Then, defining yψ by (9), we get a solution yψ(t) of equation (8). Also, it is easy to see that yψ(t) is the unique solution of equation (8).

Next, let us show that for every ΨAAA(R,Cp),yΨAAA(R,Cp).. Observe that yΨ([.])ZAAA(R,Cp),f(.,Ψ(.),Ψ([.]))(R,Cp), and yΨ(t)=Φ(t,[t])+[t]tΦ(t,u)B(u)duyΨ([t])+[t]tΦ(t,u)f(u,Ψ(u),Ψ([u]))du,tR.(11) It follows from (iv) of Lemma 3.1 that every term on the right-hand side of (11) belongs to ZAAA(, ℂp), and thus yψZAAA(, ℂp). On the other hand, since yψ is continuous on ℝ and yΨ(t)=A(t)yΨ(t)+B(t)yΨ([t])+f(t,Ψ(t),Ψ([t])),t(n,n+1),nZ, where every term on the right-hand side of the above equality is bounded on ℝ, we conclude (cf. [2, Lemma 4.1]) that yψ(t) is uniformly continuous on R. Then, by (v) of Lemma 2.10, yψAAA(ℝ, ℂp).

Now, let us show that equation (1) has a unique asymptotically almost automorphic solution. Define a mapping 𝓜 : AAA(ℝ, ℂp) → AAA(ℝ, ℂp) by (MΨ)(t)=yΨ(t),tR,ΨAAA(R,Cp) From the above proof, 𝓜 is well-defined. For everψ1,ψ2AAA(ℝ,ℂp) and n ∈ ℤ, there holds yΨ1(n)yΨ2(n)=kZG(n,k+1)hΨ1(k)kZG(n,k+1)hΨ2(k)K(1+eα)1eαhΨ1hΨ2K(1+eα)1eα.supnZnn+1Φ(n+1,u).f(u,Ψ1(u),Ψ1(n))f(u,Ψ2(u),Ψ2(n))du2k1LfK(1+eα)1eα.Ψ1Ψ2,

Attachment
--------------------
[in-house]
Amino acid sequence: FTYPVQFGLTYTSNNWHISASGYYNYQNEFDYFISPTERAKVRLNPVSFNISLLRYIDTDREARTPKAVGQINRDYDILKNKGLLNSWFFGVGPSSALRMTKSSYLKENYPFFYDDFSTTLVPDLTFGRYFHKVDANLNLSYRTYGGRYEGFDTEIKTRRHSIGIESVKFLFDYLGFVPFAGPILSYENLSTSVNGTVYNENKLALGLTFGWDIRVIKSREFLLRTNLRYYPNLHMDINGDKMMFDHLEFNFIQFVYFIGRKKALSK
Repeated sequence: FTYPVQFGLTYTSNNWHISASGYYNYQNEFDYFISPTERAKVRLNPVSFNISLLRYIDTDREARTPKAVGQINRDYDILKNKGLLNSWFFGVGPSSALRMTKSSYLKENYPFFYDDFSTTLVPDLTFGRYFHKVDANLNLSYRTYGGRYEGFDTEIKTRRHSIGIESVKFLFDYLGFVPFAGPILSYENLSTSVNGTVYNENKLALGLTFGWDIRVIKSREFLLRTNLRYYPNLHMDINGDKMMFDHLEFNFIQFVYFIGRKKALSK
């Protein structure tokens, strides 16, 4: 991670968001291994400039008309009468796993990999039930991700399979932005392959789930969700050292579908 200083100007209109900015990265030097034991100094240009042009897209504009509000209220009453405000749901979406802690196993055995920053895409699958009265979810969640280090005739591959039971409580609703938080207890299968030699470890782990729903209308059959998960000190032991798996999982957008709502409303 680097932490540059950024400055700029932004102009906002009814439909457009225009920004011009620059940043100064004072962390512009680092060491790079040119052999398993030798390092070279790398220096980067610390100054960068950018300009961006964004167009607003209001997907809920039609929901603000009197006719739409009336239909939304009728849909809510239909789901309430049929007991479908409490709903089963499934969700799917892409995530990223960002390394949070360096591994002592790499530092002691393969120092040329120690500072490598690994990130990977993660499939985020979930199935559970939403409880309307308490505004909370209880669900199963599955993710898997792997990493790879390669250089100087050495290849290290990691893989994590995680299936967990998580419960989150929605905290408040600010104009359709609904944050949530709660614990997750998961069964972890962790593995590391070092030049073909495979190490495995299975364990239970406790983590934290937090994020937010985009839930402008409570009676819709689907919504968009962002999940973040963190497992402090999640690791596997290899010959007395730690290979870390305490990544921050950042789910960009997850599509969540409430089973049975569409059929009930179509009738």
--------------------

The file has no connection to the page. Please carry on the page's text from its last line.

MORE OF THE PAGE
which yields that for every n ∈ ℤ and t ∈ [n, n + 1), there holds (Mψ1)(t)(Mψ2)(t)Φ(t,n)+ntΦ(t,u)B(u)du.yψ1(n)yψ2(n)+ntΦ(t,u).f(u,ψ1(u),ψ1([u]))f(u,ψ2(u),ψ2([u]))duk1(1+||B||).yψ1(n)yψ2(n)+2k1Lf.||ψ1ψ2||2k12LfK(1+eα)(1+||B||)1eα+k1Lf.||ψ1ψ2||.

Thus we have ||Mψ1Mψ2||Lf||ψ1ψ2||L,

where L=1eα2k12K(1+eα)(1+||B||)+2k1(1eα). This means that in the case Lf < L*, 𝓜 has a unique fixed point in AAA(ℝ,ℂp, i.e., equation (1) has a unique asymptotically almost automorphic solution.   □

Remark 4.3

It is not difficult to give some sufficient conditions to ensure that the assumptions of Theorem 4.2 hold. In fact, if ||B|| is sufficiently small, then I+nn+1Φ(n,u)B(u)du1=n=0+nn+1Φ(n,u)B(u)dun is well-defined and bounded for n ∈ ℤ. If, in addition supnZΦ(n+1,n)<1, then supnZ|C(n)|supnZΦ(n+1,n).supnZI+nn+1Φ(n,u)B(u)du<1, which means that the system (7) is exponentially stable (i.e., exponential dichotomy with P = I).

Acknowledgement

The authors are grateful to the anonymous reviewer for his/her careful reading and valuable suggestions.

The work was partially supported by NSFC (11461034), the Program for Cultivating Young Scientist of Jiangxi Province (20133BCB23009), the NSF of Jiangxi Province (20143ACB21001), and the Foundation of Jiangxi Provincial Education Department (GJJ150342).

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About the article

Received: 2016-08-19

Accepted: 2017-02-28

Published Online: 2017-05-11


Citation Information: Open Mathematics, Volume 15, Issue 1, Pages 595–610, ISSN (Online) 2391-5455, DOI: https://doi.org/10.1515/math-2017-0051.

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© 2017 Ding and Wan. This work is licensed under the Creative Commons Attribution-NonCommercial-NoDerivatives 3.0 License. BY-NC-ND 3.0